Unfortunately, there arose a security flaw in the preload design. At any point could someone or some malicious script open up the browser tools of your Electron app and change the definition of a function you've defined in the preload, and then your Electron app may be vulnerable. Let's review a simple example of how this vulnerability might play out and what you should not be doing.

A friendly reminder, this is what not to do!

preload

const {
    ipcRenderer
} = require("electron");

window.send = function(){
    return ipcRenderer.send;
};

window.receive = function(){
    return ipcRenderer.on;
};

renderer

<!doctype html>
<html lang="en-US">
<head>
    <meta charset="utf-8"/>
    <title>Title</title>
</head>
<body>
    <script>
        // Called when message received from main process
        window.receive()("fromMain", (data) => {
            console.log(`Received ${data} from main process`);
        });

        // Send a message to the main process
        window.send()("toMain", "some data");
    </script>
</body>
</html>

The above code allows us to arbitrarily send or receive any message to our main process. While having the flexibility saves us development time, a motivated attacker can change the definition of window.receive or window.send and start sending any IPC message they desire to your main process. We run into a problem when your main process looks like this.

main

const {
  app,
  BrowserWindow,
  ipcMain
} = require("electron");
const path = require("path");
const fs = require("fs");

// Keep a global reference of the window object, if you don't, the window will
// be closed automatically when the JavaScript object is garbage collected.
let win;

async function createWindow() {

  // Create the browser window.
  win = new BrowserWindow({
    width: 800,
    height: 600,
    webPreferences: {
      preload: path.join(__dirname, "preload.js") // use a preload script
    }
  });

  // Load app
  win.loadFile(path.join(__dirname, "dist/index.html"));

  // rest of code..
}

app.on("ready", createWindow);

// Create a listener for deleting files
ipcMain.on("deleteFile", (event, args) => {
  fs.unlinkSync(args.filePath);
    
  // Send the result back to the renderer process
  win.webContents.send("deleteFileResponse", true);
});

If we make the mistake of trusting our renderer processes, and the front-end of our code gets hacked to send a list of file paths to the "deleteFile" channel, we might lose critical files on our computer. This might be a contrived example, but it goes to show if we are not careful, someone might leverage our code to execute actions we had not intended.

In order to use IPC without being vulnerable to function overriding, we need to make use of context isolation. Put simply, context isolation creates an immutable object of what you define in the preload. Anything that has context isolation cannot be changed by the renderer process. Luckily, setting up context isolation is very easy.

💡
Since version 12 of Electron, the value of contextIsolation defaults to true.
// Create the browser window.
win = new BrowserWindow({
  width: 800,
  height: 600,
  webPreferences: {
    contextIsolation: true,
    preload: path.join(__dirname, "preload.js")    
  }
});

Our preload needs to change slightly to support context isolation; we need to use the contextBridge.

const {
    ipcRenderer,
    contextBridge
} = require("electron");

// Expose protected methods off of window (ie.
// window.api.sendToA) in order to use ipcRenderer
// without exposing the entire object
contextBridge.exposeInMainWorld("api", {
    sendToA: function(){
        ipcRenderer.send("A");
    },
    receiveFromD: function(func){{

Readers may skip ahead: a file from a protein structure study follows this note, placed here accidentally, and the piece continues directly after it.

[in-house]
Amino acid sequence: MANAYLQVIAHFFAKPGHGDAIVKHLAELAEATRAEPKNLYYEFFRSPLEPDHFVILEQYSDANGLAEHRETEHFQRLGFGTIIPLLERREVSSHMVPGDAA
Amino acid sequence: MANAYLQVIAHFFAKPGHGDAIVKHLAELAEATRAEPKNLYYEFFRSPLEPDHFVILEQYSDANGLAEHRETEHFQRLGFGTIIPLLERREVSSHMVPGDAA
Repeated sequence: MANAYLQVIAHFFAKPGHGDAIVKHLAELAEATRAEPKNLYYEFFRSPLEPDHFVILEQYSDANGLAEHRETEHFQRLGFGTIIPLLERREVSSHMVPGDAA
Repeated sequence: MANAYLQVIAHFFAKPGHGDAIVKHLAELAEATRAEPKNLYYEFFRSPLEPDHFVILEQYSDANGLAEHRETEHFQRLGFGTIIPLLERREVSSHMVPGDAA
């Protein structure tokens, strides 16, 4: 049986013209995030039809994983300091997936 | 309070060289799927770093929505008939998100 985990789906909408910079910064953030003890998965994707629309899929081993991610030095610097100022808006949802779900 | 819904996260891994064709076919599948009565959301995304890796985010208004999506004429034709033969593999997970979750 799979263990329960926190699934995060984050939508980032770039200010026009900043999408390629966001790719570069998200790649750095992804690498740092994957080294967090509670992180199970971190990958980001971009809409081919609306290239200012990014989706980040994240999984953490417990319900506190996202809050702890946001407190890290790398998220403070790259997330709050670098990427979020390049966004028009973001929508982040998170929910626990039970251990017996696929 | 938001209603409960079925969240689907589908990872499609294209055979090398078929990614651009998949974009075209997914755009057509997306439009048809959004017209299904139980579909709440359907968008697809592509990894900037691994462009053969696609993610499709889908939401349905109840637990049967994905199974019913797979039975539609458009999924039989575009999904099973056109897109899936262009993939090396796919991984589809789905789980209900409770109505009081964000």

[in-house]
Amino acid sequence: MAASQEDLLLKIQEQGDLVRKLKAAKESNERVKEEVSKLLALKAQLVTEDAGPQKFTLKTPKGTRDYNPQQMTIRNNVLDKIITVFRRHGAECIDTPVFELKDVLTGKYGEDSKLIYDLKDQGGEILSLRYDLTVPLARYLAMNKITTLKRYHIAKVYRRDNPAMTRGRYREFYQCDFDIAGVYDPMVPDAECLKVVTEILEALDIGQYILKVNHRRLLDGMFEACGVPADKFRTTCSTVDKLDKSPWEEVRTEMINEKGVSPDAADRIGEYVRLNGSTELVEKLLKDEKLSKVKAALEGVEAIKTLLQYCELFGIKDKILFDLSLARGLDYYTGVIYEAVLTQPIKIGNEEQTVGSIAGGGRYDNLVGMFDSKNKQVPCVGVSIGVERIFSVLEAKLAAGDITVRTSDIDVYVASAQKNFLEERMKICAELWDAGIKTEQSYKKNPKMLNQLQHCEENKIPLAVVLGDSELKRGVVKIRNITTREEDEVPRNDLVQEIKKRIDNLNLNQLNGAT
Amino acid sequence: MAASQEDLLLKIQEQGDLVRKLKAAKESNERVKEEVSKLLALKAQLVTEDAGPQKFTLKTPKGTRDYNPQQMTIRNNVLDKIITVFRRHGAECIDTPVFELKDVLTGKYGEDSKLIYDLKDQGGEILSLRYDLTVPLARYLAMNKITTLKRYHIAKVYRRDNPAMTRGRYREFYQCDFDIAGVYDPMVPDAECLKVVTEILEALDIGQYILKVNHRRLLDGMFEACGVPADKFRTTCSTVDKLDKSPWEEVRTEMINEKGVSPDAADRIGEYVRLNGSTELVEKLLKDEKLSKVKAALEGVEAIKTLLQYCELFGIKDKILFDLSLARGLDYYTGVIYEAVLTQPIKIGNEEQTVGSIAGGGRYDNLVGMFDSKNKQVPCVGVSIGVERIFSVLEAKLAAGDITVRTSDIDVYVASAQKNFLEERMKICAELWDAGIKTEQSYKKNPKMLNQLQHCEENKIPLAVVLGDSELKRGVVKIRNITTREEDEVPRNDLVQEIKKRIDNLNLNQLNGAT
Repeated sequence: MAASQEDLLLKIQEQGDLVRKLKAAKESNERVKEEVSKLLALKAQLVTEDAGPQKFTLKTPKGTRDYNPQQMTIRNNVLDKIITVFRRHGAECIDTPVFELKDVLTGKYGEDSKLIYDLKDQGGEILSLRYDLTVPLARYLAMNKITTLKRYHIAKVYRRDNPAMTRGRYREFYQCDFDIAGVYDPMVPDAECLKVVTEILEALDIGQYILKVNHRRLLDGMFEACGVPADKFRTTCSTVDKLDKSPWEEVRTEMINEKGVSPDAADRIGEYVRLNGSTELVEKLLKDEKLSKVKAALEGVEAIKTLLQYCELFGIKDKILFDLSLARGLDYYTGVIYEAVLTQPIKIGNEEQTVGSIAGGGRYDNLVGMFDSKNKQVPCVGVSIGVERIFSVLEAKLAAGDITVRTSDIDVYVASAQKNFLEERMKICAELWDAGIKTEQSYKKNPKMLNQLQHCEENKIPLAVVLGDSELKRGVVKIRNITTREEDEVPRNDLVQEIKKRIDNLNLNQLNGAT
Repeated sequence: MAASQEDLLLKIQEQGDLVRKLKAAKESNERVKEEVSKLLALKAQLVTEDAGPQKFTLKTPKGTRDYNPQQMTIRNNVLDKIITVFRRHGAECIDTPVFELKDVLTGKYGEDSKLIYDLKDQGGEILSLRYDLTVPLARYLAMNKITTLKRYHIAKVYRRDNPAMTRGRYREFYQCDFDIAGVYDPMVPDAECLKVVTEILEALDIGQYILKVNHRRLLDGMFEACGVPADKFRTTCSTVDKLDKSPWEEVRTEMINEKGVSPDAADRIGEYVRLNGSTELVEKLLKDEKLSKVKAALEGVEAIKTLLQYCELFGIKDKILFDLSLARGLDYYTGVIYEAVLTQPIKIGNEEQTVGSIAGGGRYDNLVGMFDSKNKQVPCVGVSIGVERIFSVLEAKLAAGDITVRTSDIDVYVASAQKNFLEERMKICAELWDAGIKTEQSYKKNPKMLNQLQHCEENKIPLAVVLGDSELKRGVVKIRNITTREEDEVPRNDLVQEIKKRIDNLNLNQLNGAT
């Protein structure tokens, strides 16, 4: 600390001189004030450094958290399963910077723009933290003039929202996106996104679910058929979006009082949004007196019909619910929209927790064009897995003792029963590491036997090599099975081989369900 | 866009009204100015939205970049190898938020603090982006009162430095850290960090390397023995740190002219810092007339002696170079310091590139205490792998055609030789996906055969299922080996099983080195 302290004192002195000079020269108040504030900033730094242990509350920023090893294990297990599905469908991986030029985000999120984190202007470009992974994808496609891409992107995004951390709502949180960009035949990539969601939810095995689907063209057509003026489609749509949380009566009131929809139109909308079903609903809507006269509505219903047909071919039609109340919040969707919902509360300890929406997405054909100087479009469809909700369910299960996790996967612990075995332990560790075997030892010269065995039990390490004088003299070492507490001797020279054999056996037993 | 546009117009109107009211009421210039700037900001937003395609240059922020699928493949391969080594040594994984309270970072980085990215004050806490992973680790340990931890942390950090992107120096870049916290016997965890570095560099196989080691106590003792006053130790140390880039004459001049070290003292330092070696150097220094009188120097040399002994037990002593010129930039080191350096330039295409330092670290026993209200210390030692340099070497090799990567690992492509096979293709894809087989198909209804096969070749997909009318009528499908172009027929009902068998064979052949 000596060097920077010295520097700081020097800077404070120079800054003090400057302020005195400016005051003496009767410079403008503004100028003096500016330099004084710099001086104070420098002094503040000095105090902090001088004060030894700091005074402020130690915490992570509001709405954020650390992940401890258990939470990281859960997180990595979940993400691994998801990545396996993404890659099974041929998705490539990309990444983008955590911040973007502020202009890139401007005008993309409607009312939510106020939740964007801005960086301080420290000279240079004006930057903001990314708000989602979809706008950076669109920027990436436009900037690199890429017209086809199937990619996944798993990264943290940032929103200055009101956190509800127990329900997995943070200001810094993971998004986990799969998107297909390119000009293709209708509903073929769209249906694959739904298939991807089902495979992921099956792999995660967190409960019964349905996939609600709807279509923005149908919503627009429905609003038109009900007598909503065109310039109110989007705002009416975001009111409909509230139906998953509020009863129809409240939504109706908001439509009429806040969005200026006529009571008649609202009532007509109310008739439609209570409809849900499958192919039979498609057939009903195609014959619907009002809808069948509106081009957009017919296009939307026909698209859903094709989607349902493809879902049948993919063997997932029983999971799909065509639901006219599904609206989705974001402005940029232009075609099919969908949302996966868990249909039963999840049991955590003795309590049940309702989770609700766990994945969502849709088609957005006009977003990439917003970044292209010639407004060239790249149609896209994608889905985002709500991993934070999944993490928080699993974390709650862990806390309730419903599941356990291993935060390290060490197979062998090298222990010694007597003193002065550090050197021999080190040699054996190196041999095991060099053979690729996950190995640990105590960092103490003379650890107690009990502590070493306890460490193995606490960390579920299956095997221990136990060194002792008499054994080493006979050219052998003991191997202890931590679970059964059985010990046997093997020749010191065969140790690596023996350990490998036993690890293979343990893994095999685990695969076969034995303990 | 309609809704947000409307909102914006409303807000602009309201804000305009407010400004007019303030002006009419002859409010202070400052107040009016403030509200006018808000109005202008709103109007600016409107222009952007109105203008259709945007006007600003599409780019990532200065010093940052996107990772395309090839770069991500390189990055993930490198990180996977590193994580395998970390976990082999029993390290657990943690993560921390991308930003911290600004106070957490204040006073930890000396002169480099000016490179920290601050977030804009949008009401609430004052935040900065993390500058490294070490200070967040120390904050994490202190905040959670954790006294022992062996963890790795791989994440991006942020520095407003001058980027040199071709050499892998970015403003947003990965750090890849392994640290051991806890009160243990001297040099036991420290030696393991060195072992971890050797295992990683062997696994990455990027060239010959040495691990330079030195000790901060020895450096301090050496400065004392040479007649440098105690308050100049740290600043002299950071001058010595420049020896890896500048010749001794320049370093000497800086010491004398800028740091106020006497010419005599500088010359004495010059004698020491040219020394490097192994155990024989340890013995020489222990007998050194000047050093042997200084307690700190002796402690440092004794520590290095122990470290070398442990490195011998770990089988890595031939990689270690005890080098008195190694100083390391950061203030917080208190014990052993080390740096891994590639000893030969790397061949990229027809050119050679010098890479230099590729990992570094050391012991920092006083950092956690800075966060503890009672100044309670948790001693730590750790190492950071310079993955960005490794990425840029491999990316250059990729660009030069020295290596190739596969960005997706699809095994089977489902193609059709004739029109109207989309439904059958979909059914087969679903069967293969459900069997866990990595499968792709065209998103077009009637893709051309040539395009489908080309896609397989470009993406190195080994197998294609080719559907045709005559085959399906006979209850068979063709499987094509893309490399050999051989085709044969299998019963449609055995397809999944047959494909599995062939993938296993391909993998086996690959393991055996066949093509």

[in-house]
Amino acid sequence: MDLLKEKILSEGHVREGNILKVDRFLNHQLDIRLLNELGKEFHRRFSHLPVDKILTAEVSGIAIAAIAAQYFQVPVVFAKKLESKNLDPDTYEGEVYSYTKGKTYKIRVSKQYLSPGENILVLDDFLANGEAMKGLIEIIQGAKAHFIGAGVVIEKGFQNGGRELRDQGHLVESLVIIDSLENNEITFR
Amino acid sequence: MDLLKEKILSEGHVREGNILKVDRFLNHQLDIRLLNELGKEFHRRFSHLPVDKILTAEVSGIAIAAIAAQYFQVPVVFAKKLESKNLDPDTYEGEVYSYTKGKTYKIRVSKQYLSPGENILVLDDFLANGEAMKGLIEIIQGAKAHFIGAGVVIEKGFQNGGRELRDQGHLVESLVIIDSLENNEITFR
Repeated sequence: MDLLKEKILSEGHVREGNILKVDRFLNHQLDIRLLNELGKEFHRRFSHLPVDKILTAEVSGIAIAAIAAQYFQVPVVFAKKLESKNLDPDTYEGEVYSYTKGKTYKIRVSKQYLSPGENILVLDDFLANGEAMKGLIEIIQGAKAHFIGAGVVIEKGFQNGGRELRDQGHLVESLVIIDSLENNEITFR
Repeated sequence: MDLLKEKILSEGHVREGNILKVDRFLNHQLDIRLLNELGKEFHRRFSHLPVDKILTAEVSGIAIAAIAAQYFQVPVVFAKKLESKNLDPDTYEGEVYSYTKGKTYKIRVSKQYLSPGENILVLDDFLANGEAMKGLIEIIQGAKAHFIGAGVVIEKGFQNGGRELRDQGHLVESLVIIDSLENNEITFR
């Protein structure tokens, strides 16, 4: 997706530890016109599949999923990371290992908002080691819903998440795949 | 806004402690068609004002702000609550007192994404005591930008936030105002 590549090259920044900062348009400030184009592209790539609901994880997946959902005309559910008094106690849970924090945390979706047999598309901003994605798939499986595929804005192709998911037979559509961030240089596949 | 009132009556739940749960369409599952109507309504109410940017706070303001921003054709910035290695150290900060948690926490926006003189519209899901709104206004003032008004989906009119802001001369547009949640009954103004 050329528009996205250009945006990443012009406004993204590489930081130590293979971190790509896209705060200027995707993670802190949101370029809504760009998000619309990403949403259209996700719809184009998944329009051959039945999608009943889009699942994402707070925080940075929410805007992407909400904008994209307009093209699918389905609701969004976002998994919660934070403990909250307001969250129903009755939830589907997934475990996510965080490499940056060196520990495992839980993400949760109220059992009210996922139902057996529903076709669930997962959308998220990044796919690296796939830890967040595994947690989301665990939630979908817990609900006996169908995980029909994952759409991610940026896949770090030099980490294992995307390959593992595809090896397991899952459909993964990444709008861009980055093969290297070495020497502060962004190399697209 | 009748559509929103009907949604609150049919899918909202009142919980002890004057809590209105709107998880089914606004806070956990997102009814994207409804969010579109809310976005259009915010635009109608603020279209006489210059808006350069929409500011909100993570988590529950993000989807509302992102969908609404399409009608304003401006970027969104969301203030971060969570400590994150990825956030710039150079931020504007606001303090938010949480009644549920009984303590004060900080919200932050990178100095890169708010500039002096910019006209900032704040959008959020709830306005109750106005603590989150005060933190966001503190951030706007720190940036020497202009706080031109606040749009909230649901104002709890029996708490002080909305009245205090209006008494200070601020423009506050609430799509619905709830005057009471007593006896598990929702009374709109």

ipcRenderer.on("D", (event, ...args) => func(event, ...args));       
    }
});
💡
The contextBridge allows us to inject/add a key (in our case, "api") on the window, with an object where we can define any number of properties that are available within the renderer process.

renderer

<!doctype html>
<html lang="en-US">
<head>
    <meta charset="utf-8"/>
    <title>Title</title>
</head>
<body>
    <script>
        // Called when message received from main process
        window.api.receiveFromD((data) => {
            console.log(`Received ${data} from main process`);
        });

        // Send a message to the main process
        window.api.sendToA();
    </script>
</body>
</html>
💡
Once you start leveraging the context bridge more, you'll want to make sure you read up on the known limitations of what and what you cannot put on the context bridge.

If we want to take our security to the final step, we can enable sandbox mode. Sandbox mode does what you expect it to, it provides another layer of protection in the case that all of our protections fail, our Electron app won't affect our underlying operating system. Enabling sandbox mode removes all but a very limited number of Node modules. I would recommend creating every new Electron application with sandbox mode as in future versions of Electron, sandbox mode will by default be set to true (this doesn't mean you are forced to use sandbox mode if you don't want to or cannot).

To enable sandbox mode for your Electron app, set the value in webPreferences.

// Create the browser window.
win = new BrowserWindow({
  width: 800,
  height: 600,
  webPreferences: {
    contextIsolation: true,
    sandbox: true,
    preload: path.join(__dirname, "preload.js")    
  }
});
💡
If you are writing code that keeps Node APIs and references in your main process, you will be easily able to support sandbox mode.

Many existing Electron packages are not authored in this way, so public package support is somewhat lacking at the time this blog post was written.

Section wrap up

We sure did go through a lot of information, here is what you should remember.

For any Electron application

  • Chrome exists in two processes; a main process and one or more renderer process.

For an Electron application that needs to use Node APIs or any other external service/process

  • Node APIs should be require in the main process.
  • Communication between the main and renderer process should use IPC.
  • The preload must be used to define IPC listener functions for the renderer process, this is done through the contextBridge.
  • contextIsolation should be set to true.
  • sandbox should be set to true [if possible].